Imagine this. Your alliance has begun to meet its strategic objectives – the ones envisioned way back at the beginning of the alliances development process – and at the same time, the partnerships are flourishing and authentic engagement is happening. Meetings aren’t perfect but the relationships you have formed are fully capable of holding the problems. In other words, your relationships are so strong that you don’t necessarily have to solve all the problems right away before you can continue with the real work of the alliance. The solutions you have achieved have led to success in the marketplace, and to a real company full of people creating something worthwhile together. Basically, you have achieved your goal of building a successful and productive alliance.
So now what? What do you do next?
Simple. Let people know about it! Share the Kool-Aid.
What do I mean by “Share the Kool-Aid?” Well, think back to when you were eight or nine years old. Can you remember a time when you would run in from playing outside in the summer heat, only to find that your mom or dad had made a nice pitcher of cool, sugary Kool-Aid? If you were anything like me back in those days, you would probably be so stoked that you would drink three or four glasses of the stuff right then and there. By the time you’d drank your fill, you’d be climbing up the walls with joy, giddy from the sugar.
Well that’s exactly the kind of feeling you should be having by the time you realize that your alliance is up and running successfully. You should be giddy as a child all hopped up on Kool-Aid. And once you’ve embraced that feeling, you should be more than willing to share it with everyone you meet. Let others know exactly why you’re experiencing that sugar-high-grade rush you used to know as a kid. Tell everyone what happened to make you so “geeked” out about the success of your alliance. Celebrate your alliance, both within your organization and outside. Tell everyone who will listen exactly what you did to make your alliance so successful. Build your PR through an internal campaign. Make it real and compelling – use it to illustrate that your alliance and the partnerships behind it are more than just that, more than just the strategic development of some high-powered executive, simpler in that it is essentially a core set of people who had an idea and found ways to make it happen. Together. In the end, make it your goal to demonstrate that you’re here for something else, something that transcends the making of money and the meeting of objectives.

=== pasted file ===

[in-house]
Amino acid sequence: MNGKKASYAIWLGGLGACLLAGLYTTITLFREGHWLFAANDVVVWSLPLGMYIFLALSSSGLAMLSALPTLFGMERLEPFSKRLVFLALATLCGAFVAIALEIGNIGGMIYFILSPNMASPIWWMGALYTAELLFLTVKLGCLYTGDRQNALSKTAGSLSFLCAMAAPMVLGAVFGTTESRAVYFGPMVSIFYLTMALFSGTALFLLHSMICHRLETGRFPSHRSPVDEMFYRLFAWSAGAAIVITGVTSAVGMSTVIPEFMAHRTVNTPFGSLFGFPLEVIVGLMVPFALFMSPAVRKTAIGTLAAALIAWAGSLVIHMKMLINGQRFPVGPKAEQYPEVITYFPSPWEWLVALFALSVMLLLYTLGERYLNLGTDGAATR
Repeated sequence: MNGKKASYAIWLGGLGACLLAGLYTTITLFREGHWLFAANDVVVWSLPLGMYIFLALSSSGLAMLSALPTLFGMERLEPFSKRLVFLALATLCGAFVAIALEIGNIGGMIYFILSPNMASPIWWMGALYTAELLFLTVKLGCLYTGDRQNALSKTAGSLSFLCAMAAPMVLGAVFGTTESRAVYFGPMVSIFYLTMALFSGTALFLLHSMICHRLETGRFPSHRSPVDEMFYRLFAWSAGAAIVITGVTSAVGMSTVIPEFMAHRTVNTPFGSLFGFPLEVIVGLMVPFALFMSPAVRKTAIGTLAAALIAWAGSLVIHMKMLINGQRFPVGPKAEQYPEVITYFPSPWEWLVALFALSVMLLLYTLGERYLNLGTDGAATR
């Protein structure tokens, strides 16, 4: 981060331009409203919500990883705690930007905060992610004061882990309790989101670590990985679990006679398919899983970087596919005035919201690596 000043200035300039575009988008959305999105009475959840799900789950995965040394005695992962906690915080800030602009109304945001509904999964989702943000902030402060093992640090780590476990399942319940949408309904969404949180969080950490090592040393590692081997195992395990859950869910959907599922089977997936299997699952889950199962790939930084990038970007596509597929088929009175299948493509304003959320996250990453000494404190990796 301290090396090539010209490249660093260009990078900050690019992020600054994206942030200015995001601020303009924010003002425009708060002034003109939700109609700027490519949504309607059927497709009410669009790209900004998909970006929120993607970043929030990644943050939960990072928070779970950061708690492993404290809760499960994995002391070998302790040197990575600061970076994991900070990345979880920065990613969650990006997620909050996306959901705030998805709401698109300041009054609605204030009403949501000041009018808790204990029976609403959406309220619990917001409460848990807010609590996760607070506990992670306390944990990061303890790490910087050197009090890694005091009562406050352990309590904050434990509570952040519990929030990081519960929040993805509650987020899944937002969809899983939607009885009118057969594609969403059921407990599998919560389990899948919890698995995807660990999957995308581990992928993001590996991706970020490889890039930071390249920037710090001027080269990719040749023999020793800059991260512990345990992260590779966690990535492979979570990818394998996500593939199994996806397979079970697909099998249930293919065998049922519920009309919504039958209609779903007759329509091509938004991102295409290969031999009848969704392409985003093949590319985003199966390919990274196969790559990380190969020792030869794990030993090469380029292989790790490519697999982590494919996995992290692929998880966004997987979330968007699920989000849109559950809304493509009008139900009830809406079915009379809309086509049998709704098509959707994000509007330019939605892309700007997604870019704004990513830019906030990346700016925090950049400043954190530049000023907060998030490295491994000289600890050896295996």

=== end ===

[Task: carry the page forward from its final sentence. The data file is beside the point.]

Sharing the Kool-Aid. Yes, I know it sounds a little kitschy, but the point is essential. If enough people are sharing the Kool-Aid, there’s less of a chance of just writing off all the work and more of a chance of having it happen and keeping the momentum. As we’ve discussed, alliances and partnerships are precarious things; if you don’t manage the conversation and carry the story within and outside your organization, how can you take all that’s been created to another level? How can you make alliances a core area of strategic business development – and in fact, maybe just maybe, a new paradigm for advancing the practice of business itself?
So build the PR campaign. Invite others to learn about alliances and what makes yours tick. Show them how they work and the successes that you’re bringing to the table. Show the process for true partnership and collaboration. Talk about the pitfalls and the nuances to human relating and team productivity. Build the storyline to enhance and begin developing a portfolio of alliances. Maybe even over time, the corporate mantra can become one of collaboration across the corporate value chain, building partnerships with all key stakeholders. After all, the practice of creating partnerships and alliances happens all across the internal corporation. Maybe just maybe, in your successful partnering with another firm, you will begin to show how you can partner with people closer to home.